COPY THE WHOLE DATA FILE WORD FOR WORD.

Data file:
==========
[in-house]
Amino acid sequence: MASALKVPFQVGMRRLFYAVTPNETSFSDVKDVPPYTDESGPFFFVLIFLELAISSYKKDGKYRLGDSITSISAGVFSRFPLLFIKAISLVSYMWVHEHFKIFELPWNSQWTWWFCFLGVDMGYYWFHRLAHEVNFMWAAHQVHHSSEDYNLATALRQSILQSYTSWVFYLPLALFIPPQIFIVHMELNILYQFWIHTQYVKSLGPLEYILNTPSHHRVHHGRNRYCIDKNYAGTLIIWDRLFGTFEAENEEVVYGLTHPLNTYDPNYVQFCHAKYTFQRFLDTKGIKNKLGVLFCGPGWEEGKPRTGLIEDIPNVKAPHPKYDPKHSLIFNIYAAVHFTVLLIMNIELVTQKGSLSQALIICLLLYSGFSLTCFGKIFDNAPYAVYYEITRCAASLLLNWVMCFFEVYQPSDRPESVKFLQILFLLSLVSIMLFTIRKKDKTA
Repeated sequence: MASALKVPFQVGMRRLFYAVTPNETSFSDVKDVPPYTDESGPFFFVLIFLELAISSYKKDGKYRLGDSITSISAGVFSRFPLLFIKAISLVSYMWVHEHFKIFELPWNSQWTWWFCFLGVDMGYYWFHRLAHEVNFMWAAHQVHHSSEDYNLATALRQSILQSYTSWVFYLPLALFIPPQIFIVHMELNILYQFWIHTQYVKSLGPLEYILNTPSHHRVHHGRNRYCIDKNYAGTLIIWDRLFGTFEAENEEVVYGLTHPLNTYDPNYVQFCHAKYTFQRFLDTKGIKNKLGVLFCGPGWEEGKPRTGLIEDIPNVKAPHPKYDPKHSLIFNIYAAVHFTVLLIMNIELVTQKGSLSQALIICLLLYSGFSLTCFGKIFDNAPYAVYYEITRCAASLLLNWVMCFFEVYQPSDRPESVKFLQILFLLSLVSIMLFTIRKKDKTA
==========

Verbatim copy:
[in-house]
Amino acid sequence: MASALKVPFQVGMRRLFYAVTPNETSFSDVKDVPPYTDESGPFFFVLIFLELAISSYKKDGKYRLGDSITSISAGVFSRFPLLFIKAISLVSYMWVHEHFKIFELPWNSQWTWWFCFLGVDMGYYWFHRLAHEVNFMWAAHQVHHSSEDYNLATALRQSILQSYTSWVFYLPLALFIPPQIFIVHMELNILYQFWIHTQYVKSLGPLEYILNTPSHHRVHHGRNRYCIDKNYAGTLIIWDRLFGTFEAENEEVVYGLTHPLNTYDPNYVQFCHAKYTFQRFLDTKGIKNKLGVLFCGPGWEEGKPRTGLIEDIPNVKAPHPKYDPKHSLIFNIYAAVHFTVLLIMNIELVTQKGSLSQALIICLLLYSGFSLTCFGKIFDNAPYAVYYEITRCAASLLLNWVMCFFEVYQPSDRPESVKFLQILFLLSLVSIMLFTIRKKDKTA
Repeated sequence: MASALKVPFQVGMRRLFYAVTPNETSFSDVKDVPPYTDESGPFFFVLIFLELAISSYKKDGKYRLGDSITSISAGVFSRFPLLFIKAISLVSYMWVHEHFKIFELPWNSQWTWWFCFLGVDMGYYWFHRLAHEVNFMWAAHQVHHSSEDYNLATALRQSILQSYTSWVFYLPLALFIPPQIFIVHMELNILYQFWIHTQYVKSLGPLEYILNTPSHHRVHHGRNRYCIDKNYAGTLIIWDRLFGTFEAENEEVVYGLTHPLNTYDPNYVQFCHAKYTFQRFLDTKGIKNKLGVLFCGPGWEEGKPRTGLIEDIPNVKAPHPKYDPKHSLIFNIYAAVHFTVLLIMNIELVTQKGSLSQALIICLLLYSGFSLTCFGKIFDNAPYAVYYEITRCAASLLLNWVMCFFEVYQPSDRPESVKFLQILFLLSLVSIMLFTIRKKDKTA